c) The computer graphics business in Singapore is in trouble. Are you planning on being in the design end of things? Then you will be competing against well known firms, and as they say, no one ever got fired for buying IBM. Small shops are hurting all over the place. Big shops aren't farming out the work to small shops, it is all done in house. And if you are talking about production, all of that is rapidly moving to China and Vietnam. And finally, graphics is a lot like software... you get a client who keeps wanting to make more changes and additions, all on the same original nickel. Do you have the balls to say "no"?

My view is that even if you were approved for an Entrepass, you would be undertaking a very high risk venture, without any clear goals for the rewards you might reap. Just as an example, what is your projected level of income in year 3 in your pro forma financial statements? How many customers will it take to meet this income level, and what is your expected revenue from each customer? Have you verified that your customer base actually exists in Singapore to meet your pro forma goals?

I can tell you that if you have not made a five year marketing/sales plan and a five year set of financial projections, you are already doomed. You must know what revenues you will need to have to make enough profit to support yourself. And you must be confident that your projections are realistic and can be met.

You say that "computer graphics" is a "proven market". Maybe if you are the thinker, the designer, the creator, this statement might be true, IF you've got the marketing network in place to get your message out. If you're talking about production, try typing in "computer graphics" at eLance.com... you'll get more than 27,000 entries.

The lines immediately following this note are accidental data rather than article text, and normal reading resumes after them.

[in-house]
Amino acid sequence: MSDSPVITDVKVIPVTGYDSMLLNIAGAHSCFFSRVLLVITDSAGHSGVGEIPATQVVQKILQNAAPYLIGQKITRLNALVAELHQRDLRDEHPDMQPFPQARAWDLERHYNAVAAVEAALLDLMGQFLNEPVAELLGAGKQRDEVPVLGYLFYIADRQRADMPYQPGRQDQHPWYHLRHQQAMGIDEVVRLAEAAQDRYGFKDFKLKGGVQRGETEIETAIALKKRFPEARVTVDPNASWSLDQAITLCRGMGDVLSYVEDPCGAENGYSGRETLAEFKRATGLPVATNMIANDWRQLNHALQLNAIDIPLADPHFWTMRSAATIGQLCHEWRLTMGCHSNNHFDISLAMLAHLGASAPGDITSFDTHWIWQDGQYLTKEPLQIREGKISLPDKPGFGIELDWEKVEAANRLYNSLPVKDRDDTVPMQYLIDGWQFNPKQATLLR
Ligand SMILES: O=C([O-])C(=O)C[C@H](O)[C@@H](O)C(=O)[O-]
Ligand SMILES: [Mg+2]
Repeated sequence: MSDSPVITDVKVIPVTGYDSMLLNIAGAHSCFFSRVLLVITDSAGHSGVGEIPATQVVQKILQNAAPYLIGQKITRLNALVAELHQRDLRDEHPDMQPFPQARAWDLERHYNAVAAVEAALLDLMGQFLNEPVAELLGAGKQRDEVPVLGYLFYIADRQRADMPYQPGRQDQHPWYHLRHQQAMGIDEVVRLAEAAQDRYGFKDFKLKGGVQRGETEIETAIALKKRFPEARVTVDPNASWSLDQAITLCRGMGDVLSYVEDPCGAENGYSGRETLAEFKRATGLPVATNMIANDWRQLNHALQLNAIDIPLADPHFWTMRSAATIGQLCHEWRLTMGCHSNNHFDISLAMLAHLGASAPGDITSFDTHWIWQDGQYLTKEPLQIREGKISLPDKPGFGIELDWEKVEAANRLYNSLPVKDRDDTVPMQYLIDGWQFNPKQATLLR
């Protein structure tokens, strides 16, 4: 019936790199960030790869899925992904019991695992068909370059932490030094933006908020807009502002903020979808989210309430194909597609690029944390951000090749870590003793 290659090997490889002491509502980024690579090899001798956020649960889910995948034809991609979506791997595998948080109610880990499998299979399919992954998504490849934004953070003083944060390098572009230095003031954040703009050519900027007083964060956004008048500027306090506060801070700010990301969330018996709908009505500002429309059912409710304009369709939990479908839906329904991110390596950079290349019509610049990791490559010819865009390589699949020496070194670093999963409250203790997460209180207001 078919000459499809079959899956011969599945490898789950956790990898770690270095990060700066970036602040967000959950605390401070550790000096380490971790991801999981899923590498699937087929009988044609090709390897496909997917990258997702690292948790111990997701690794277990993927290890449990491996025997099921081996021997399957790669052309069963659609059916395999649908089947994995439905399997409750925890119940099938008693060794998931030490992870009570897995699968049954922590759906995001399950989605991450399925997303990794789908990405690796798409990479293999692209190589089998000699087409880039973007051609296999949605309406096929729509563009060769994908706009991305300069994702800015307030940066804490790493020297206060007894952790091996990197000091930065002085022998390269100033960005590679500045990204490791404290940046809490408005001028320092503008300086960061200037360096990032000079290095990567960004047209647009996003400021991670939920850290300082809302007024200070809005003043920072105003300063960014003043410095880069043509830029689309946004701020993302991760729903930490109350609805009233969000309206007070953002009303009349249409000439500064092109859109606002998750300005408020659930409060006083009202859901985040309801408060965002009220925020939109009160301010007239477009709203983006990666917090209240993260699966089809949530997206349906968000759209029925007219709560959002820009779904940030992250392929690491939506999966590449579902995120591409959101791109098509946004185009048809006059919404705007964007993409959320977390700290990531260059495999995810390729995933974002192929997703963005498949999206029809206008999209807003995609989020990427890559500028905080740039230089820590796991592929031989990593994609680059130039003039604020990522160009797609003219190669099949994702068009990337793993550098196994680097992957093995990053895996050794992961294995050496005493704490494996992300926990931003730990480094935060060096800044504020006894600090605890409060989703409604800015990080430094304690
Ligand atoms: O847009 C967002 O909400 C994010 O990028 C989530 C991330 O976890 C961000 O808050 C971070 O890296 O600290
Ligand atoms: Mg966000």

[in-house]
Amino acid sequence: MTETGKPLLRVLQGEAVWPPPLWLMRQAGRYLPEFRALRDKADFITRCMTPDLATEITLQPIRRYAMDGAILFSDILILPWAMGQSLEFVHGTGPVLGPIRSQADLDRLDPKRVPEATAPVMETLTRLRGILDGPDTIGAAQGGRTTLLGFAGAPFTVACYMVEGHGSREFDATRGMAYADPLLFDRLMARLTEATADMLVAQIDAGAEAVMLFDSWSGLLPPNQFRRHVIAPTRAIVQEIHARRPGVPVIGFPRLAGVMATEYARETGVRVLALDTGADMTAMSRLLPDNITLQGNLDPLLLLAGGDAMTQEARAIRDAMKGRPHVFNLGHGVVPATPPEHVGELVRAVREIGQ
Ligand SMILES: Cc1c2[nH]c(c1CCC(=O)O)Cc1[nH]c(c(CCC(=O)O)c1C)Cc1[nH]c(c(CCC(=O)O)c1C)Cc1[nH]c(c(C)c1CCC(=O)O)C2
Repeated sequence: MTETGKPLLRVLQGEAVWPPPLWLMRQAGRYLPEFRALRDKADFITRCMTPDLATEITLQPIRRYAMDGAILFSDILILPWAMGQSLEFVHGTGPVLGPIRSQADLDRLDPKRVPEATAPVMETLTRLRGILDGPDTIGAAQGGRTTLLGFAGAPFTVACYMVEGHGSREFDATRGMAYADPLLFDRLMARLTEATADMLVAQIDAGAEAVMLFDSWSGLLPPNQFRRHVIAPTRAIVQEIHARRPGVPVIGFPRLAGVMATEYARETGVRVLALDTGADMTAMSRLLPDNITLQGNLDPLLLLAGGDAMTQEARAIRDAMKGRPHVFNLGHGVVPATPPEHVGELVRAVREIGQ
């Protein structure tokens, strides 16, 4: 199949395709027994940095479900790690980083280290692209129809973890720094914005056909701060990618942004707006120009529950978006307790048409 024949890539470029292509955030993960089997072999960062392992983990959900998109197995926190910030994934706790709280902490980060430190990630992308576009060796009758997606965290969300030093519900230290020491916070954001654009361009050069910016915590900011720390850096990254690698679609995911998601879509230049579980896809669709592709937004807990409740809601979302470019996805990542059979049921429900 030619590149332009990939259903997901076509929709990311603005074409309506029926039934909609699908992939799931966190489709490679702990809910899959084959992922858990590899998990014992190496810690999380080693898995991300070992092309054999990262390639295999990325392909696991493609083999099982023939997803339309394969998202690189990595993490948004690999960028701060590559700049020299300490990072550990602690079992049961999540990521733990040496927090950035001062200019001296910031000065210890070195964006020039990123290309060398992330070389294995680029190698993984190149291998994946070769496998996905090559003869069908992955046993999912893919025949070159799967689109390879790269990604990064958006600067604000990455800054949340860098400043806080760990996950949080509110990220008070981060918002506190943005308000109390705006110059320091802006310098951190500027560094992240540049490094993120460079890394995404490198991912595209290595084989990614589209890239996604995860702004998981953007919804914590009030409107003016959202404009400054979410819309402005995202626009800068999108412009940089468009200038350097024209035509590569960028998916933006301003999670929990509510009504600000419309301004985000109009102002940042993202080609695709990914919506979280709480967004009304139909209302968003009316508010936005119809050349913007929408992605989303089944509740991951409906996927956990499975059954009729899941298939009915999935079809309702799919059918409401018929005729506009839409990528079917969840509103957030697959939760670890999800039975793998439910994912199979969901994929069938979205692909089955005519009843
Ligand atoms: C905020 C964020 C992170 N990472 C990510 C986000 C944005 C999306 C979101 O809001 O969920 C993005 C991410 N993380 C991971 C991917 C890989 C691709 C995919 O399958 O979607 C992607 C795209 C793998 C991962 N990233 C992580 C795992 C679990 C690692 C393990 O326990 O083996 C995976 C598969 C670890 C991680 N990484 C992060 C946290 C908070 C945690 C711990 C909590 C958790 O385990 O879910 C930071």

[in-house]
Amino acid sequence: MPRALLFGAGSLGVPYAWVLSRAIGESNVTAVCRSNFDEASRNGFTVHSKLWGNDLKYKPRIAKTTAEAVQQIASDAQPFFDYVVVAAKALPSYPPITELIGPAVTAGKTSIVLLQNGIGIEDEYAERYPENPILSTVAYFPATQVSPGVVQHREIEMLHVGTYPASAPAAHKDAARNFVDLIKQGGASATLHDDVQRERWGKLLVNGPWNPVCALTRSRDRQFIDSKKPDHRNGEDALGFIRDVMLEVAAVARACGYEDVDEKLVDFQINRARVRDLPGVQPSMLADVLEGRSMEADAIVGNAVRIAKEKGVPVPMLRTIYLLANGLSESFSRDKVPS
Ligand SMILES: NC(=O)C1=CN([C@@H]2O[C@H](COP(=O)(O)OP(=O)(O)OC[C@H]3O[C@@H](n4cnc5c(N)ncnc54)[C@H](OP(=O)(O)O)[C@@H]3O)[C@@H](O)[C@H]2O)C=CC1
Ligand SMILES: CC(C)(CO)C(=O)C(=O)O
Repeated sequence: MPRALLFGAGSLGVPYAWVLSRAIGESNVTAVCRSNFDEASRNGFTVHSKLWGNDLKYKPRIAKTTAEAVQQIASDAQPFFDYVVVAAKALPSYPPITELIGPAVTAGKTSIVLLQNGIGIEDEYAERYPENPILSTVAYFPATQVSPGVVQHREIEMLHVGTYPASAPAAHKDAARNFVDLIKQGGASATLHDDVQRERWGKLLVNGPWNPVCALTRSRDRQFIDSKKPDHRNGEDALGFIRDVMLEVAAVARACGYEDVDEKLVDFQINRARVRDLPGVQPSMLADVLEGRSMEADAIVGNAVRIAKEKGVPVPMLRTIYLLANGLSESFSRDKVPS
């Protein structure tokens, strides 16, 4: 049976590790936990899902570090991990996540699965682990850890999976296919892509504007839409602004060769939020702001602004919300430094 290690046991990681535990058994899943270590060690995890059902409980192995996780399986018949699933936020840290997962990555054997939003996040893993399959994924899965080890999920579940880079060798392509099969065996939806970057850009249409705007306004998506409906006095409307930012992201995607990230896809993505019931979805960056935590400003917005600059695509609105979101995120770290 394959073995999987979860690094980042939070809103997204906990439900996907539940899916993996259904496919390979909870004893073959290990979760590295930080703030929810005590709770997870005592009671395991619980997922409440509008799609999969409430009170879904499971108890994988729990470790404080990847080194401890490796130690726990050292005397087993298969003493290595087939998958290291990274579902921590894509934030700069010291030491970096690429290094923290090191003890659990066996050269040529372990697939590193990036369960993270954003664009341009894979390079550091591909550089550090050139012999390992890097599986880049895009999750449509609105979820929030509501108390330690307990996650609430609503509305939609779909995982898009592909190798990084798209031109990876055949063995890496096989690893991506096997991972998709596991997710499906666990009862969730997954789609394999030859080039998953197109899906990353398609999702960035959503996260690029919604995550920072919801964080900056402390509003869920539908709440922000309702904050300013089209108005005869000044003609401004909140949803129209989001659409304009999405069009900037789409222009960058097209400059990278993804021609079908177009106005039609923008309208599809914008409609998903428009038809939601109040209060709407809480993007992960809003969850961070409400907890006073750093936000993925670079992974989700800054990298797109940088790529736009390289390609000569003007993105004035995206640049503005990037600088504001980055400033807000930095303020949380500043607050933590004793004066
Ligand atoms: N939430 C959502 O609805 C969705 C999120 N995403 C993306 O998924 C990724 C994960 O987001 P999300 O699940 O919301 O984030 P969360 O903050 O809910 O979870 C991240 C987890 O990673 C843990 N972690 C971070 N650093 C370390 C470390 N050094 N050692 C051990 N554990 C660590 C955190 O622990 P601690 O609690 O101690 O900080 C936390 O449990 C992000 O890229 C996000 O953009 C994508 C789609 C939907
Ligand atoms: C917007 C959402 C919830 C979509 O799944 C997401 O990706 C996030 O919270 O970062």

My view is that you should start up a business in the USA where the roadblocks are few and your costs minimal. If it works, then you could look to spreading to Asia.

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Postby Leix » Sat, 11 May 2013 12:48 pm

Ouch, This is depressing. I'm not sure how to carry the conversation from here. I suppose a defensive statement. I do apologize.

I really want to get this going and I guess what I was looking for is a reassuring pat on the back from somebody experienced like yourself. A false hope? hmm. I suppose the cold truth is better and I appreciate it.

Having no experience about the bureaucracy of running a company is probably my biggest flaw here. It seems like there are a lot more forms than I originally thought. But is it not possible to learn this on the go? Surely there is a list of forms somewhere that are required and some set of instructions on how to fill it out.

My plan is to enter the architectural visualization market in Singapore (hush hush). It is not a very big market, but there are not very much companies providing these services locally either. Plus, I think there are some room for improvements.

Not getting clients is a scary thought that have crossed my mind countless times. My naive thoughts about this is that If I can provide a better product for a competitive cost, they would simply come. Of course this is a technical challenge and one that I would love to take on. How to produce a better product. This is practically the point that I am banking on.

Plus, are people that prejudiced that they would research on who is running a company to check their nationality and only make deals with locals. Anyway, I am practically local. I speak fluent "Singlish". My close friends are locals. I plan to recruit the local talents as well who, coincidentally, are my friends (which could be a bad idea). The only thing not local about me are on paper.

My only strategy here is to provide a better product at a competitive price and cold calling MNCs in hopes that they will give me a chance. Is this a realistic plan or an "inside guy" is always needed?

All you said about computer graphics is spot on. They are moving to cheaper labour countries and places with subsidies (Singapore!). The part about nitpicking the product under the same nickel made me laughed out. Heheh. I am aware of all these problems and having the balls to say no will probably lose you clients. I think there are no way around this and it all boils down on your pipeline and how well and cheaply can you reiterate your product without making a loss. This is a bad business model but one has to adapt. Unless a trade union is formed?